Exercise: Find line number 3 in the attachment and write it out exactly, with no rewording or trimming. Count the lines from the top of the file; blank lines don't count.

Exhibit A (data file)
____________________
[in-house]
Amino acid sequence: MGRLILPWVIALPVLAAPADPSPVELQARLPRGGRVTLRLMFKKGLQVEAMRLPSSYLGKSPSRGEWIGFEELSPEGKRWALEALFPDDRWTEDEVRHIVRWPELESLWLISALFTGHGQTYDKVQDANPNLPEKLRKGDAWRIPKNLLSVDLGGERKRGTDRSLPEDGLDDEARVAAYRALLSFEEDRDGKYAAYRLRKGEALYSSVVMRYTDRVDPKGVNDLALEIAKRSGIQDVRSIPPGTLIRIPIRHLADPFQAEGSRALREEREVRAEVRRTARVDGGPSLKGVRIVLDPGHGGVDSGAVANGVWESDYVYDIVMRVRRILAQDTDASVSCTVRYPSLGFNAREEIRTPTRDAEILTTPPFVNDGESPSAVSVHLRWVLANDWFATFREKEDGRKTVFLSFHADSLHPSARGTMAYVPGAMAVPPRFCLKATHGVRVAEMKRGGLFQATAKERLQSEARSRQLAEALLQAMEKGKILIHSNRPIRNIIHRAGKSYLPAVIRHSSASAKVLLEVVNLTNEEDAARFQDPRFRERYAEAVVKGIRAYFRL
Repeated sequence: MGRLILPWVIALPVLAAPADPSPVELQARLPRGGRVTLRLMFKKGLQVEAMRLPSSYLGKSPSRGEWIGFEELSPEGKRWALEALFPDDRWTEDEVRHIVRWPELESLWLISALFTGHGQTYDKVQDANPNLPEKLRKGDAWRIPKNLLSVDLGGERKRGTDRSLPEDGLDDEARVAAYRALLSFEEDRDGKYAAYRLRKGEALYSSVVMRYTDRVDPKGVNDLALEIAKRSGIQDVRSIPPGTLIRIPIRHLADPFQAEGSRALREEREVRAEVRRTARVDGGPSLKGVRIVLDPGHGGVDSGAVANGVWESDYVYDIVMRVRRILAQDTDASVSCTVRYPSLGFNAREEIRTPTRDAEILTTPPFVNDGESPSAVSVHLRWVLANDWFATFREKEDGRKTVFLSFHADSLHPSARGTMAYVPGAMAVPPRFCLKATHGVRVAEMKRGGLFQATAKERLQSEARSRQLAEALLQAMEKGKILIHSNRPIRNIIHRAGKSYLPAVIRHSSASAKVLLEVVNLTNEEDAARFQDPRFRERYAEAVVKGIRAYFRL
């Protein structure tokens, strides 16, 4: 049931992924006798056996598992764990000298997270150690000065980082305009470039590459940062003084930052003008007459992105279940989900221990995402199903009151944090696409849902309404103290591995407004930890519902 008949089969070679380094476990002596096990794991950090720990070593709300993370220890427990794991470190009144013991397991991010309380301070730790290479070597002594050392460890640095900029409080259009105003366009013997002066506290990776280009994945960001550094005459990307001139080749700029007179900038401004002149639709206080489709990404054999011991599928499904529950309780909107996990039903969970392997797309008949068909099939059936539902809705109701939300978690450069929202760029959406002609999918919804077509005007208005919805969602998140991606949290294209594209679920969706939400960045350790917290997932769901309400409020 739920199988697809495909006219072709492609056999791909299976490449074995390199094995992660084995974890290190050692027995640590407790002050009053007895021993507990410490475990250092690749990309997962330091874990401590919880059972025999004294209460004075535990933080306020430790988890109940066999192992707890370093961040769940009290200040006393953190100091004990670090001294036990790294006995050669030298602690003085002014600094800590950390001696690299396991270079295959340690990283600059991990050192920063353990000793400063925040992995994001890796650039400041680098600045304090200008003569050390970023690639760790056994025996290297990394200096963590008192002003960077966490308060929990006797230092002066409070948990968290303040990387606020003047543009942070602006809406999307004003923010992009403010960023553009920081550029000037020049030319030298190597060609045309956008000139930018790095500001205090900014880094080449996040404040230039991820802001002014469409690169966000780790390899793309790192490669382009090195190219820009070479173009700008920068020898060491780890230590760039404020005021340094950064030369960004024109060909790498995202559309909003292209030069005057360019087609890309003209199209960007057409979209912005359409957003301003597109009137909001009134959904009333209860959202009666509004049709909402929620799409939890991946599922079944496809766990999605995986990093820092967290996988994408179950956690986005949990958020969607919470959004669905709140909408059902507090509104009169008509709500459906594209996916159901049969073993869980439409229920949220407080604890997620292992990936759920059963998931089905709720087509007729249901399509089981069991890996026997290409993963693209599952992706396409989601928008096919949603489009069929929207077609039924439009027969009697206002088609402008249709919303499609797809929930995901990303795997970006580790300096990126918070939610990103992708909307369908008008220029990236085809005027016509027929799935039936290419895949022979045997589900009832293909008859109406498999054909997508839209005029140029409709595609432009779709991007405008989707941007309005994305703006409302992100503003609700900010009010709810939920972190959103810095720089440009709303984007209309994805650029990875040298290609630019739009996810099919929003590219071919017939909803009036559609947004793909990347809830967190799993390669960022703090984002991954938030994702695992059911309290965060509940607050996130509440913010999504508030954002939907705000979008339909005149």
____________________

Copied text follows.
Repeated sequence: MGRLILPWVIALPVLAAPADPSPVELQARLPRGGRVTLRLMFKKGLQVEAMRLPSSYLGKSPSRGEWIGFEELSPEGKRWALEALFPDDRWTEDEVRHIVRWPELESLWLISALFTGHGQTYDKVQDANPNLPEKLRKGDAWRIPKNLLSVDLGGERKRGTDRSLPEDGLDDEARVAAYRALLSFEEDRDGKYAAYRLRKGEALYSSVVMRYTDRVDPKGVNDLALEIAKRSGIQDVRSIPPGTLIRIPIRHLADPFQAEGSRALREEREVRAEVRRTARVDGGPSLKGVRIVLDPGHGGVDSGAVANGVWESDYVYDIVMRVRRILAQDTDASVSCTVRYPSLGFNAREEIRTPTRDAEILTTPPFVNDGESPSAVSVHLRWVLANDWFATFREKEDGRKTVFLSFHADSLHPSARGTMAYVPGAMAVPPRFCLKATHGVRVAEMKRGGLFQATAKERLQSEARSRQLAEALLQAMEKGKILIHSNRPIRNIIHRAGKSYLPAVIRHSSASAKVLLEVVNLTNEEDAARFQDPRFRERYAEAVVKGIRAYFRL